to consider how the in-service data is to be gathered and analysed in order to provide the
necessary level of assurance. Failure to consider this process may lead the MOD to invoke and In-
service Reliability & Maintainability Demonstration (ISRMD), which is carried out at the contractors
expense and can become very costly.

7.5 In-service

As the system enters service the System Supportability Engineer can now reap the rewards from
the early system supportability planning effort. In-service data should be analysed to ensure that
R&M predictions are being met. Moreover, where mission failures have been experienced, the
reasons for these failures must be established. Furthermore, the performance of the support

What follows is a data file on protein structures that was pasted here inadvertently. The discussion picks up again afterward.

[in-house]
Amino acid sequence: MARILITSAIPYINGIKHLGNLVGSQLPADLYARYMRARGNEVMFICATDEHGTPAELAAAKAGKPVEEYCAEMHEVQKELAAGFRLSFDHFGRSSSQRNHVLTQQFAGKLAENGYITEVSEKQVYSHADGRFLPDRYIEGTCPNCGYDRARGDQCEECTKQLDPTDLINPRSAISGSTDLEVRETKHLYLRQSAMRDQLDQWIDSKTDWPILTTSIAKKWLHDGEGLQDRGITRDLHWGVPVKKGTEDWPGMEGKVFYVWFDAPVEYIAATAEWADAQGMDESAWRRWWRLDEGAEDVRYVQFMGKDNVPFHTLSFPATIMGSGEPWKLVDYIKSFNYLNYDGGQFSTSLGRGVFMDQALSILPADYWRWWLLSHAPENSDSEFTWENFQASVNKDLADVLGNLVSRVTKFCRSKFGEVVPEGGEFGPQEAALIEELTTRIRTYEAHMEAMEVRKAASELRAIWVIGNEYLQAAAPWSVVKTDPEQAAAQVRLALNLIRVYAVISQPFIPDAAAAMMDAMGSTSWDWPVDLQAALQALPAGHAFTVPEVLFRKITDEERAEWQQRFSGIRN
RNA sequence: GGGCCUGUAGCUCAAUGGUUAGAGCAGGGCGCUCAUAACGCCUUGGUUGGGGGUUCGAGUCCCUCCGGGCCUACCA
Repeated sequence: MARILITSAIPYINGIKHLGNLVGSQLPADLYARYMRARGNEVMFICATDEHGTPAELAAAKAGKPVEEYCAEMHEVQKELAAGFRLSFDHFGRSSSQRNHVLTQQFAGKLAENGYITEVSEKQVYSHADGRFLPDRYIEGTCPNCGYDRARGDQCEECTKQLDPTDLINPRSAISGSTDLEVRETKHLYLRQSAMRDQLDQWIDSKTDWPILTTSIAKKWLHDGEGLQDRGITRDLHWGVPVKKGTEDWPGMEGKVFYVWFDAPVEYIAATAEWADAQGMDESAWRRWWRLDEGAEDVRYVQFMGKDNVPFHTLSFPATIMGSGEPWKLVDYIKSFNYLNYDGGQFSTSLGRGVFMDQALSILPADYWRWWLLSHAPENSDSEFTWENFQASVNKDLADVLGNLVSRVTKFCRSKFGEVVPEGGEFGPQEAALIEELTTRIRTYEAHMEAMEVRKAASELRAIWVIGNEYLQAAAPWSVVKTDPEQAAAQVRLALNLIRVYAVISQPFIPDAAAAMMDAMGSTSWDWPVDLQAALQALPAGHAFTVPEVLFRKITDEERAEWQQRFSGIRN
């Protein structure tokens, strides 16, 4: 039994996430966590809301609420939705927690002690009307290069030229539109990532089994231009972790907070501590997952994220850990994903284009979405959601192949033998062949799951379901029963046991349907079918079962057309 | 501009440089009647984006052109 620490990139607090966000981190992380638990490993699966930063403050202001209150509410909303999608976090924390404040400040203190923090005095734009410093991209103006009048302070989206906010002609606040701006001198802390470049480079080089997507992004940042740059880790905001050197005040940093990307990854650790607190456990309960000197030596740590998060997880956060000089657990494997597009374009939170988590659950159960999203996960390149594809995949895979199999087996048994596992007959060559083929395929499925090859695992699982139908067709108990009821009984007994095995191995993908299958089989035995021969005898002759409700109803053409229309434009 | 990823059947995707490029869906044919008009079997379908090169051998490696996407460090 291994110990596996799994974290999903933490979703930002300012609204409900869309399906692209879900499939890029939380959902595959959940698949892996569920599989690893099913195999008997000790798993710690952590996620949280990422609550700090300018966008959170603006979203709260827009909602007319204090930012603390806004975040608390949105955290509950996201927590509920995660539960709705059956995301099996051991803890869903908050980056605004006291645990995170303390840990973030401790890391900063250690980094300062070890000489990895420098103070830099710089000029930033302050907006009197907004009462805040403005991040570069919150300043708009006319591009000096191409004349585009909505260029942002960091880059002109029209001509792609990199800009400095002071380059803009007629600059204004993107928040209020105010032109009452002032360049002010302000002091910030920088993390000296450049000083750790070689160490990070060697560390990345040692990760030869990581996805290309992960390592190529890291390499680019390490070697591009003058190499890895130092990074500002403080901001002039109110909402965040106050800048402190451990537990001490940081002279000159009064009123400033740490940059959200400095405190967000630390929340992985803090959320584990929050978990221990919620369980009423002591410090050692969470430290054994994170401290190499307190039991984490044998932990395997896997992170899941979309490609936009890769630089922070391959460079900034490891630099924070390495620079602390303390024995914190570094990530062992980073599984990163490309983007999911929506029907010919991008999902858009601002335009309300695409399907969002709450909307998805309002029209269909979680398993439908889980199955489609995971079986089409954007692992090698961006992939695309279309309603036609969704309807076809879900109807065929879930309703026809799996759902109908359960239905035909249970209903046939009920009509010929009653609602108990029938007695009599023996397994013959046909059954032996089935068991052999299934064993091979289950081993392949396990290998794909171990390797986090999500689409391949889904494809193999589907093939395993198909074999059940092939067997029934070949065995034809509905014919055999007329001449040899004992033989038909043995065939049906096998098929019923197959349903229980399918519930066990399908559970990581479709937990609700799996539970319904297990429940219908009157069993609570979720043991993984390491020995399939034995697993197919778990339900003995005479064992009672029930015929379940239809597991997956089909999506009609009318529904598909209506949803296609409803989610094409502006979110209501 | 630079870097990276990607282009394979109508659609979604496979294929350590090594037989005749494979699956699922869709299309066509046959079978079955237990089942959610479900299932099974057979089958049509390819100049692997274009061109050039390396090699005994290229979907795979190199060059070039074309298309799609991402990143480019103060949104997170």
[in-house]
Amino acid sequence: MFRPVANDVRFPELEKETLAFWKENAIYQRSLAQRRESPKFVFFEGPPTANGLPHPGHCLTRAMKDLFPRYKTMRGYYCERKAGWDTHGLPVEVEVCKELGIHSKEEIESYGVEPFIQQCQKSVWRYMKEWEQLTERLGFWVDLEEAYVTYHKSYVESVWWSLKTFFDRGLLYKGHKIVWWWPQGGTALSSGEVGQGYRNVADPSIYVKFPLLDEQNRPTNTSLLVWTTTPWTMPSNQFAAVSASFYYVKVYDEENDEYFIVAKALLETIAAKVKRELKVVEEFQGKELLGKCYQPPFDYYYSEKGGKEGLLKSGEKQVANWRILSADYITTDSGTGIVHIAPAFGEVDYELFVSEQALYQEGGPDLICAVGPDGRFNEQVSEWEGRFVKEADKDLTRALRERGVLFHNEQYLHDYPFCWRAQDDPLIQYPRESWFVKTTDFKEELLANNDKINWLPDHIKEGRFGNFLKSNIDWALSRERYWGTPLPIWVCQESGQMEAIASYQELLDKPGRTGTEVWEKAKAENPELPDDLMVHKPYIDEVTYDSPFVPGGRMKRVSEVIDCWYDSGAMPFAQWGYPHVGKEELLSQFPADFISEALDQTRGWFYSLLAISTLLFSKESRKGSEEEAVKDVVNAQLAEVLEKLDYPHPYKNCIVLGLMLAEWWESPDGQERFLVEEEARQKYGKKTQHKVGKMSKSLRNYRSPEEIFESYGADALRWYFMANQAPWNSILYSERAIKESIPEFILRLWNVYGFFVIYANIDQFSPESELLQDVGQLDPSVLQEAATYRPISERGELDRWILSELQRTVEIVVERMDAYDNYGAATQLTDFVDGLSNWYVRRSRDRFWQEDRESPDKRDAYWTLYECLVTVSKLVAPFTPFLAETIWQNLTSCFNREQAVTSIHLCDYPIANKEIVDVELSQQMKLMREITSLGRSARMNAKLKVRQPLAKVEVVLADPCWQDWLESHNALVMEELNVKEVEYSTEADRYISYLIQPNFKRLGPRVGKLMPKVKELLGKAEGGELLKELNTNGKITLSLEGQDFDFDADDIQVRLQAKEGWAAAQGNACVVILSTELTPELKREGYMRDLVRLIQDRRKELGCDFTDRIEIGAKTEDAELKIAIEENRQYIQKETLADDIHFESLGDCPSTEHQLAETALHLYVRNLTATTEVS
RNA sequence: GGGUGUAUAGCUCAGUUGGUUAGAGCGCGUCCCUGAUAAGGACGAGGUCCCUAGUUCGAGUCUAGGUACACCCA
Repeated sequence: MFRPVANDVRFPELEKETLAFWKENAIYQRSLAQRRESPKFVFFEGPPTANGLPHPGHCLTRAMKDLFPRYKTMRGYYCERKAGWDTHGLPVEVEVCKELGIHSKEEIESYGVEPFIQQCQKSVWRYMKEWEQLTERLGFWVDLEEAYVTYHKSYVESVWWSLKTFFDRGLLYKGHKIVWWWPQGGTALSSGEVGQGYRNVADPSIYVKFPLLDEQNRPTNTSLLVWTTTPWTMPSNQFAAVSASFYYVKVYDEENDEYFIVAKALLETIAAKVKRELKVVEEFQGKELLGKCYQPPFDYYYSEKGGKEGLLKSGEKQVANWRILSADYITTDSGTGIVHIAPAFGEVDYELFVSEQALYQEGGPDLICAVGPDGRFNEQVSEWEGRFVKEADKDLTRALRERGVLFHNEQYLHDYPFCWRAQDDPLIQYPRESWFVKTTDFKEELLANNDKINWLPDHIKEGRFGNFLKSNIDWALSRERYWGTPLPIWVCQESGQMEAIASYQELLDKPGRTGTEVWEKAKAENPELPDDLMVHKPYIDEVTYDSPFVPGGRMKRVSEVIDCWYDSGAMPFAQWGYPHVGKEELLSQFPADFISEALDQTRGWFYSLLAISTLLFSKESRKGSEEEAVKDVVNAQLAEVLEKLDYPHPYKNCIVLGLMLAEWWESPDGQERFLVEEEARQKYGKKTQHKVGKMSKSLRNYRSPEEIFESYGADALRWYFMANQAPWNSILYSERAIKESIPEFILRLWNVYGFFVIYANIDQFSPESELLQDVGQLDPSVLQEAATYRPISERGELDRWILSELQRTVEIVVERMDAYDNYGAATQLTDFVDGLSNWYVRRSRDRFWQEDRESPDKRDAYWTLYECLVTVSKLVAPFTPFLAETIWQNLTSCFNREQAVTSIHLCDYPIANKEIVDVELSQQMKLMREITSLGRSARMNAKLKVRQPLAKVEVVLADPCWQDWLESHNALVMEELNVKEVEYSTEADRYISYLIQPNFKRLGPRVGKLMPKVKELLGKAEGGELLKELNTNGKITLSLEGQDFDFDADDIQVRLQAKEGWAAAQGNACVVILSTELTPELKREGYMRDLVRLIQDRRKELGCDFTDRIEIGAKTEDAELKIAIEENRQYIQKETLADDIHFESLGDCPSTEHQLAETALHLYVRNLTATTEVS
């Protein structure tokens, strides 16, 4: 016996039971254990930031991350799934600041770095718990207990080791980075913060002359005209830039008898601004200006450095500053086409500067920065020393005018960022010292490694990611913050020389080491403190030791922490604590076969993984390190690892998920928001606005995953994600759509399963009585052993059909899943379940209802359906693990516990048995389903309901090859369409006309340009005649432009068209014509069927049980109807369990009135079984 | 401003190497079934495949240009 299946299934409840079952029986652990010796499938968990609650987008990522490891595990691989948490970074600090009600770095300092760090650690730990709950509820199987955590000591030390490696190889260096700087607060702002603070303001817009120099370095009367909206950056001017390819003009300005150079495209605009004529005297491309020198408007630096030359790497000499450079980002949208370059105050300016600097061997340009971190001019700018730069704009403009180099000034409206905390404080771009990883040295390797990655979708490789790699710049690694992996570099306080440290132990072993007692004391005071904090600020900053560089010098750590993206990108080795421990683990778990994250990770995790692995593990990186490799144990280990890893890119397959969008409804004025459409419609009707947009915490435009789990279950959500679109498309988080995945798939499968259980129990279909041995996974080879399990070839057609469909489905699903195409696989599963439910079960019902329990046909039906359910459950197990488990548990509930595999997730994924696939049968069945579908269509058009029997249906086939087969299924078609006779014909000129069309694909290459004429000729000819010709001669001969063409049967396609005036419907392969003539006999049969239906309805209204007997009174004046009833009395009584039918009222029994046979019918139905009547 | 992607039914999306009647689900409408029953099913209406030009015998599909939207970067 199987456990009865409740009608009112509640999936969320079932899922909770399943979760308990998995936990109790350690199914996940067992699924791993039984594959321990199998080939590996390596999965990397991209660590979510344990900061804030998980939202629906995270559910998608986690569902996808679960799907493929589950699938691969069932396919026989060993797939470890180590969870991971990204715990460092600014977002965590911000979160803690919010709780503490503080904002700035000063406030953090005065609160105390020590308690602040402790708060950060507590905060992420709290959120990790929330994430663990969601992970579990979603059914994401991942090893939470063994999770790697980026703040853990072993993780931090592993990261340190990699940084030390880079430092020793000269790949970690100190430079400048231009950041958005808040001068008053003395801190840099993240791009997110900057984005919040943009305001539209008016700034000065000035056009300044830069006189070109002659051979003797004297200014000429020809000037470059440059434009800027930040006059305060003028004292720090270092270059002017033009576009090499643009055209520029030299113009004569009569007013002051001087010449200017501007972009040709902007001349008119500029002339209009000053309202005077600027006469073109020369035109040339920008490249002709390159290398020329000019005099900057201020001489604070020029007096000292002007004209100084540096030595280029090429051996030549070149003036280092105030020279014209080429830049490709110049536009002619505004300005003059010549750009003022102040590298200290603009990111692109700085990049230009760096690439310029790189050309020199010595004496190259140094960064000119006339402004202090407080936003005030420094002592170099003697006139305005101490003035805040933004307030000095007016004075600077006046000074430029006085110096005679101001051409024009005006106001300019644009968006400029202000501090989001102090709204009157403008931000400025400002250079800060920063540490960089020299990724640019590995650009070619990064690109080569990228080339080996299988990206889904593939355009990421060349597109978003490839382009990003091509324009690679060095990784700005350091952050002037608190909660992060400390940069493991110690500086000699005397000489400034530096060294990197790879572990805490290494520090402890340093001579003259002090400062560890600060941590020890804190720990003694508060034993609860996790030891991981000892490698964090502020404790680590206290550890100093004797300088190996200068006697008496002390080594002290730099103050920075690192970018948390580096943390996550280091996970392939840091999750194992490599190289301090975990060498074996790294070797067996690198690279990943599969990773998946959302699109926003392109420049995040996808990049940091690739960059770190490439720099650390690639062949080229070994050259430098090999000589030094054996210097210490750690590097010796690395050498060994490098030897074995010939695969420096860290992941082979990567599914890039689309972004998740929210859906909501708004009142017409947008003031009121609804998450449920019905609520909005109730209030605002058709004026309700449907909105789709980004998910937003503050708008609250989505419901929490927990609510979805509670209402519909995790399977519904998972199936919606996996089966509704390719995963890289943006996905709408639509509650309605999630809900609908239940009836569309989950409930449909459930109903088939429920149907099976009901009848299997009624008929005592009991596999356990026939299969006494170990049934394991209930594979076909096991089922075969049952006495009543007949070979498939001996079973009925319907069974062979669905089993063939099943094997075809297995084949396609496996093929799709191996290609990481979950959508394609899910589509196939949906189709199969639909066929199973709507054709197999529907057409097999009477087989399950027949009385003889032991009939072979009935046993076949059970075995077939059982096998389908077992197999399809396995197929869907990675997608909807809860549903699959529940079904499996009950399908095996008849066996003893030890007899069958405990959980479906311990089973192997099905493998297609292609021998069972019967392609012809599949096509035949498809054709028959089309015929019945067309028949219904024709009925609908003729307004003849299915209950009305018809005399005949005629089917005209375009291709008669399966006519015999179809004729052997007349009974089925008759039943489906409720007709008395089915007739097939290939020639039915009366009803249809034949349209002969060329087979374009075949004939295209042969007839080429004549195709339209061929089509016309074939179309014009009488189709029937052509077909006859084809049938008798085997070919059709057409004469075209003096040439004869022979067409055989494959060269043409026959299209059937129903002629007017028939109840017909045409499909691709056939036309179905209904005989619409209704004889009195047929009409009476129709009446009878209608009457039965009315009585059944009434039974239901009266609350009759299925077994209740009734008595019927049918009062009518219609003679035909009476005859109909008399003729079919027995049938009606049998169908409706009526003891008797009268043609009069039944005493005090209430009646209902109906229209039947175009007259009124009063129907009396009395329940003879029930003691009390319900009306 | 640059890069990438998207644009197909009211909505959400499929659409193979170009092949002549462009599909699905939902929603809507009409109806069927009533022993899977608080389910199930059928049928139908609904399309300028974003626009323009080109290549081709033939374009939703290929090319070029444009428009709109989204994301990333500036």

solution should be confirmed by monitoring operational availability, off the shelf satisfaction rates,
AOG, VOR rates etc. The Customer will challenge the availability figures if there is a perception
that the system performance is below par so it is important that the Supplier understands fully how
well the holistic (operational and support) system is performing.

As can be seen from the foregoing paragraph provision of in-service data is paramount to
understanding system performance. Historically, in-service data, especially that provided by the
MOD, has been unreliable. Consequently, Original Equipment Manufacturers have not been able
to access sufficiently reliable data to enable them to make system improvement decisions. The
advent of Product Life Cycle Support (PLCS) with its associated data exchange standard (ISO
10303 AP239) should provide the future basis for efficient data exchange within Shared Data
Environments. It is still very early to judge the effectiveness of PLCS - but the aims are laudable.

7.6 Disposal

The oil industry and nuclear power are two examples of how costly it can be to dispose of systems